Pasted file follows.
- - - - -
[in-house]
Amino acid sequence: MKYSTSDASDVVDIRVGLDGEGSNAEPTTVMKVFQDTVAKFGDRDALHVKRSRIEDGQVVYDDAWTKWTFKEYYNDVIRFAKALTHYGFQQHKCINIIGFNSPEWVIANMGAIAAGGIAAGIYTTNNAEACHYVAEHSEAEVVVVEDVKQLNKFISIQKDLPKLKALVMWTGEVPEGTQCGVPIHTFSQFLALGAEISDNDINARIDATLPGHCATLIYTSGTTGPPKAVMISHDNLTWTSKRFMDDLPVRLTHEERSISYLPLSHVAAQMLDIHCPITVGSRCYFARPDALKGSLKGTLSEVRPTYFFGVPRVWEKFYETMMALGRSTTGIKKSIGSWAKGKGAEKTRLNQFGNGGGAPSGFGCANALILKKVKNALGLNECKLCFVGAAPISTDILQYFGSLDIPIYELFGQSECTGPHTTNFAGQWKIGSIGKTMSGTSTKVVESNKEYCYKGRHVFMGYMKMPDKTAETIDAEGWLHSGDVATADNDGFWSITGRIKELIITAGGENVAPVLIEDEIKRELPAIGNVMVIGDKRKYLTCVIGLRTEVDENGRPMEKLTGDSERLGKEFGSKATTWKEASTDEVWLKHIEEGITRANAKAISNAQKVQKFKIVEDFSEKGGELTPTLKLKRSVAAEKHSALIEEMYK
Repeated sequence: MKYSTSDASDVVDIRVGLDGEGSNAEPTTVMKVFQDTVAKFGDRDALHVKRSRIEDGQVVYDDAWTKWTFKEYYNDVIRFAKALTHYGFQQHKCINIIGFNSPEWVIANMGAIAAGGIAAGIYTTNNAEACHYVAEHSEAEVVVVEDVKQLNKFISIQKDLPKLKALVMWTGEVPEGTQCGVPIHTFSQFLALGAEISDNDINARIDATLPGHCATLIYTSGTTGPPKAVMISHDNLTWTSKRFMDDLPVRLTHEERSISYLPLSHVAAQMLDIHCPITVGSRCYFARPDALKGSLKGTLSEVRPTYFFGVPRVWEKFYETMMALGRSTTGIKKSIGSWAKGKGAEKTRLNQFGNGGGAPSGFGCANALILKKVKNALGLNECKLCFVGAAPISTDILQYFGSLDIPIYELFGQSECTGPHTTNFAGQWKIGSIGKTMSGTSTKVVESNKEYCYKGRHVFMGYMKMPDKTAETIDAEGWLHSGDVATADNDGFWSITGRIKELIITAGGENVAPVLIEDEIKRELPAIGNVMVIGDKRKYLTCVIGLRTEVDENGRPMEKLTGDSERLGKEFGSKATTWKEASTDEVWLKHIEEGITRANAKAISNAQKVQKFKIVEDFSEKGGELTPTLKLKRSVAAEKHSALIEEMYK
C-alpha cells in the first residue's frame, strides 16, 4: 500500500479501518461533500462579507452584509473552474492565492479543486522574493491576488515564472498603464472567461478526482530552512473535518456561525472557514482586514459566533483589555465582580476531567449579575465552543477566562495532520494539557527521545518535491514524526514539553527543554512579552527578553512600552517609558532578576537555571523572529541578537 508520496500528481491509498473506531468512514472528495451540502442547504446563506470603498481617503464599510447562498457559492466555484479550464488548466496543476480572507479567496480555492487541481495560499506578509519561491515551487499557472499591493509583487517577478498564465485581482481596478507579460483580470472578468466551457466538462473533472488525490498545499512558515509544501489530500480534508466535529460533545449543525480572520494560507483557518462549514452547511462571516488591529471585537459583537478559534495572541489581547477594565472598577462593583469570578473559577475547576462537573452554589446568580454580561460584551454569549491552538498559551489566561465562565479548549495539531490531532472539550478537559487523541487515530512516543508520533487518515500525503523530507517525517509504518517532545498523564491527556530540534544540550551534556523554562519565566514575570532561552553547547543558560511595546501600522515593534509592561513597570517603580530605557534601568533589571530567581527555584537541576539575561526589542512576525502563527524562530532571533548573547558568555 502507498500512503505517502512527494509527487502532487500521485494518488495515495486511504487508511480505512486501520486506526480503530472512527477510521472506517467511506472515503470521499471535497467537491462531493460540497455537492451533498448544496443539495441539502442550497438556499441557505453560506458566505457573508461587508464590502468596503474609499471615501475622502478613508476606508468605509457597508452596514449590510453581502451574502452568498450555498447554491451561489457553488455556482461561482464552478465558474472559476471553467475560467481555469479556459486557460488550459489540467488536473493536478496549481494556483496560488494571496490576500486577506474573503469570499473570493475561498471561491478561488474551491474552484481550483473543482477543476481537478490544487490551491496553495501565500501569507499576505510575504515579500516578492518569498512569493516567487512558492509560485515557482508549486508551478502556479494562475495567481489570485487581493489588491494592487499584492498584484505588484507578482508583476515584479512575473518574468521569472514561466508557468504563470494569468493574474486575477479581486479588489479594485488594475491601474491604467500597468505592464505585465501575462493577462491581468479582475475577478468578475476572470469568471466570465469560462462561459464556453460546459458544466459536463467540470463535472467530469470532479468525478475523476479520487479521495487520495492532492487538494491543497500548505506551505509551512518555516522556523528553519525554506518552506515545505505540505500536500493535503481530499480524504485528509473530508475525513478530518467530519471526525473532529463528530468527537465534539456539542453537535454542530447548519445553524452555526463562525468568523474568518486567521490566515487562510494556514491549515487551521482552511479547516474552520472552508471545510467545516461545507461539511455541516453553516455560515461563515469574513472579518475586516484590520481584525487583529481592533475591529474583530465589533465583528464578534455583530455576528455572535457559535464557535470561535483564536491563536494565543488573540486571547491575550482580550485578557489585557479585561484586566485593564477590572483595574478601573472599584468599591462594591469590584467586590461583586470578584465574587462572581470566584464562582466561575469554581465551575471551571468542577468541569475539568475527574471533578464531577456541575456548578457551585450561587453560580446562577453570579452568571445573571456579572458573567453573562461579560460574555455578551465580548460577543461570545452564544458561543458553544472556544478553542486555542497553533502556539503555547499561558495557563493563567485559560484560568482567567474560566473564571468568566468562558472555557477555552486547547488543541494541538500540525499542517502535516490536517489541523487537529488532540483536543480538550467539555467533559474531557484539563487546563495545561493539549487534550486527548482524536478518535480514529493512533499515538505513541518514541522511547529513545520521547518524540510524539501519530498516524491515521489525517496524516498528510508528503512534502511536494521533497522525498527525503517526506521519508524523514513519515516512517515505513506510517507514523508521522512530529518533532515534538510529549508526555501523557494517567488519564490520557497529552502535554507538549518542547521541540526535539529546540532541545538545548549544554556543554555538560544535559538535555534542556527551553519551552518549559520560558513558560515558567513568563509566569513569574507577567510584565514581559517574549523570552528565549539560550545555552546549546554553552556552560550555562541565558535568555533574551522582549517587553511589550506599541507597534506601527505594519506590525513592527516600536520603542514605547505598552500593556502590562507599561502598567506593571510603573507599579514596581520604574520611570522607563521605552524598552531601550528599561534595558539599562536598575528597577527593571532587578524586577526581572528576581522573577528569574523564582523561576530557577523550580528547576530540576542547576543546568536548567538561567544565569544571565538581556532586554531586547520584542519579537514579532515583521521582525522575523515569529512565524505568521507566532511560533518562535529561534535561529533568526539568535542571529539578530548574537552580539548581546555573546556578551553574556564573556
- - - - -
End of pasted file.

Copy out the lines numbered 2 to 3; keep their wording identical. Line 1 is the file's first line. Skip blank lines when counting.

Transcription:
Amino acid sequence: MKYSTSDASDVVDIRVGLDGEGSNAEPTTVMKVFQDTVAKFGDRDALHVKRSRIEDGQVVYDDAWTKWTFKEYYNDVIRFAKALTHYGFQQHKCINIIGFNSPEWVIANMGAIAAGGIAAGIYTTNNAEACHYVAEHSEAEVVVVEDVKQLNKFISIQKDLPKLKALVMWTGEVPEGTQCGVPIHTFSQFLALGAEISDNDINARIDATLPGHCATLIYTSGTTGPPKAVMISHDNLTWTSKRFMDDLPVRLTHEERSISYLPLSHVAAQMLDIHCPITVGSRCYFARPDALKGSLKGTLSEVRPTYFFGVPRVWEKFYETMMALGRSTTGIKKSIGSWAKGKGAEKTRLNQFGNGGGAPSGFGCANALILKKVKNALGLNECKLCFVGAAPISTDILQYFGSLDIPIYELFGQSECTGPHTTNFAGQWKIGSIGKTMSGTSTKVVESNKEYCYKGRHVFMGYMKMPDKTAETIDAEGWLHSGDVATADNDGFWSITGRIKELIITAGGENVAPVLIEDEIKRELPAIGNVMVIGDKRKYLTCVIGLRTEVDENGRPMEKLTGDSERLGKEFGSKATTWKEASTDEVWLKHIEEGITRANAKAISNAQKVQKFKIVEDFSEKGGELTPTLKLKRSVAAEKHSALIEEMYK
Repeated sequence: MKYSTSDASDVVDIRVGLDGEGSNAEPTTVMKVFQDTVAKFGDRDALHVKRSRIEDGQVVYDDAWTKWTFKEYYNDVIRFAKALTHYGFQQHKCINIIGFNSPEWVIANMGAIAAGGIAAGIYTTNNAEACHYVAEHSEAEVVVVEDVKQLNKFISIQKDLPKLKALVMWTGEVPEGTQCGVPIHTFSQFLALGAEISDNDINARIDATLPGHCATLIYTSGTTGPPKAVMISHDNLTWTSKRFMDDLPVRLTHEERSISYLPLSHVAAQMLDIHCPITVGSRCYFARPDALKGSLKGTLSEVRPTYFFGVPRVWEKFYETMMALGRSTTGIKKSIGSWAKGKGAEKTRLNQFGNGGGAPSGFGCANALILKKVKNALGLNECKLCFVGAAPISTDILQYFGSLDIPIYELFGQSECTGPHTTNFAGQWKIGSIGKTMSGTSTKVVESNKEYCYKGRHVFMGYMKMPDKTAETIDAEGWLHSGDVATADNDGFWSITGRIKELIITAGGENVAPVLIEDEIKRELPAIGNVMVIGDKRKYLTCVIGLRTEVDENGRPMEKLTGDSERLGKEFGSKATTWKEASTDEVWLKHIEEGITRANAKAISNAQKVQKFKIVEDFSEKGGELTPTLKLKRSVAAEKHSALIEEMYK